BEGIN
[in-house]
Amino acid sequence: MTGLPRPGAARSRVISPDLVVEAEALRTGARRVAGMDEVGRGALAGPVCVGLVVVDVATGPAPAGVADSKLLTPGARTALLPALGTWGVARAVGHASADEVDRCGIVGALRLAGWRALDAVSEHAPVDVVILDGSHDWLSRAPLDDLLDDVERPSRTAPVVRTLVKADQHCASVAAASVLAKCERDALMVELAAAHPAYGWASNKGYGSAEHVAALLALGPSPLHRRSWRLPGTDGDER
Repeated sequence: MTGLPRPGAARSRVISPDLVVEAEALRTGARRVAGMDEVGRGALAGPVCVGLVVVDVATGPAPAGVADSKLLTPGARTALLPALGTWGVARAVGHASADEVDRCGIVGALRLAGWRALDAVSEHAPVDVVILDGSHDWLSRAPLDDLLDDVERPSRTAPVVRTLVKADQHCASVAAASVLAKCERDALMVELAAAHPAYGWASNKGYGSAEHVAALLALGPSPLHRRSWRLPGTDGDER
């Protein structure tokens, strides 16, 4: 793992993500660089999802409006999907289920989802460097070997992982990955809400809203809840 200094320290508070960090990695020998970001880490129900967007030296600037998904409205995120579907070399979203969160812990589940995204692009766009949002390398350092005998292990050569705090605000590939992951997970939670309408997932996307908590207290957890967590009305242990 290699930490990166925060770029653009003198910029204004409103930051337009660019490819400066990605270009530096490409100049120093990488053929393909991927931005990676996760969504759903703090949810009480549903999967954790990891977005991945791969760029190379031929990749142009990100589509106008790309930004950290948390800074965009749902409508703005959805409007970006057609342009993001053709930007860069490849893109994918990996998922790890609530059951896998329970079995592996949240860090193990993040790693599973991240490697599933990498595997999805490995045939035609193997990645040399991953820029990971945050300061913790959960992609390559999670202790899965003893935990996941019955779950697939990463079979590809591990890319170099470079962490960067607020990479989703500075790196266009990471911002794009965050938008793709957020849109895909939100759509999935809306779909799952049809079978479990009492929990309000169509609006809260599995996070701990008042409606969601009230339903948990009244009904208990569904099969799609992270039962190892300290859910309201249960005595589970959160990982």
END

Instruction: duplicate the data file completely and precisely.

[in-house]
Amino acid sequence: MTGLPRPGAARSRVISPDLVVEAEALRTGARRVAGMDEVGRGALAGPVCVGLVVVDVATGPAPAGVADSKLLTPGARTALLPALGTWGVARAVGHASADEVDRCGIVGALRLAGWRALDAVSEHAPVDVVILDGSHDWLSRAPLDDLLDDVERPSRTAPVVRTLVKADQHCASVAAASVLAKCERDALMVELAAAHPAYGWASNKGYGSAEHVAALLALGPSPLHRRSWRLPGTDGDER
Repeated sequence: MTGLPRPGAARSRVISPDLVVEAEALRTGARRVAGMDEVGRGALAGPVCVGLVVVDVATGPAPAGVADSKLLTPGARTALLPALGTWGVARAVGHASADEVDRCGIVGALRLAGWRALDAVSEHAPVDVVILDGSHDWLSRAPLDDLLDDVERPSRTAPVVRTLVKADQHCASVAAASVLAKCERDALMVELAAAHPAYGWASNKGYGSAEHVAALLALGPSPLHRRSWRLPGTDGDER
């Protein structure tokens, strides 16, 4: 793992993500660089999802409006999907289920989802460097070997992982990955809400809203809840 200094320290508070960090990695020998970001880490129900967007030296600037998904409205995120579907070399979203969160812990589940995204692009766009949002390398350092005998292990050569705090605000590939992951997970939670309408997932996307908590207290957890967590009305242990 290699930490990166925060770029653009003198910029204004409103930051337009660019490819400066990605270009530096490409100049120093990488053929393909991927931005990676996760969504759903703090949810009480549903999967954790990891977005991945791969760029190379031929990749142009990100589509106008790309930004950290948390800074965009749902409508703005959805409007970006057609342009993001053709930007860069490849893109994918990996998922790890609530059951896998329970079995592996949240860090193990993040790693599973991240490697599933990498595997999805490995045939035609193997990645040399991953820029990971945050300061913790959960992609390559999670202790899965003893935990996941019955779950697939990463079979590809591990890319170099470079962490960067607020990479989703500075790196266009990471911002794009965050938008793709957020849109895909939100759509999935809306779909799952049809079978479990009492929990309000169509609006809260599995996070701990008042409606969601009230339903948990009244009904208990569904099969799609992270039962190892300290859910309201249960005595589970959160990982």